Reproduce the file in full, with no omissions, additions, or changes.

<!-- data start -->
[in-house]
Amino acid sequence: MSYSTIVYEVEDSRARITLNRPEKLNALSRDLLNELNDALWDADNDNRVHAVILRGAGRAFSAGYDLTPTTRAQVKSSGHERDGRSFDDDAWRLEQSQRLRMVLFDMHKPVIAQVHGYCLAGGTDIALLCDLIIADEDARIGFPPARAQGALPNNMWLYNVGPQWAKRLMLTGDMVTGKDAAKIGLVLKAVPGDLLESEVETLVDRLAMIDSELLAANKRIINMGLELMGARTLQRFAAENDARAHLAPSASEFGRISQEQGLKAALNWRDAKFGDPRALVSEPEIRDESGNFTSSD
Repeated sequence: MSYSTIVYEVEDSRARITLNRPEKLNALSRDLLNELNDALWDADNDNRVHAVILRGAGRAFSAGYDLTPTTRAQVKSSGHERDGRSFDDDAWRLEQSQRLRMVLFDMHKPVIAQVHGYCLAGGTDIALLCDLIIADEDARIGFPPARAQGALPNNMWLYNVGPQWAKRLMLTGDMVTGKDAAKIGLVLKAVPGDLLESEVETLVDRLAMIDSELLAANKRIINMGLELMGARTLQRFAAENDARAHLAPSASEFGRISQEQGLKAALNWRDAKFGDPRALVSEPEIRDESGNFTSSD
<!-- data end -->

[in-house]
Amino acid sequence: MSYSTIVYEVEDSRARITLNRPEKLNALSRDLLNELNDALWDADNDNRVHAVILRGAGRAFSAGYDLTPTTRAQVKSSGHERDGRSFDDDAWRLEQSQRLRMVLFDMHKPVIAQVHGYCLAGGTDIALLCDLIIADEDARIGFPPARAQGALPNNMWLYNVGPQWAKRLMLTGDMVTGKDAAKIGLVLKAVPGDLLESEVETLVDRLAMIDSELLAANKRIINMGLELMGARTLQRFAAENDARAHLAPSASEFGRISQEQGLKAALNWRDAKFGDPRALVSEPEIRDESGNFTSSD
Repeated sequence: MSYSTIVYEVEDSRARITLNRPEKLNALSRDLLNELNDALWDADNDNRVHAVILRGAGRAFSAGYDLTPTTRAQVKSSGHERDGRSFDDDAWRLEQSQRLRMVLFDMHKPVIAQVHGYCLAGGTDIALLCDLIIADEDARIGFPPARAQGALPNNMWLYNVGPQWAKRLMLTGDMVTGKDAAKIGLVLKAVPGDLLESEVETLVDRLAMIDSELLAANKRIINMGLELMGARTLQRFAAENDARAHLAPSASEFGRISQEQGLKAALNWRDAKFGDPRALVSEPEIRDESGNFTSSD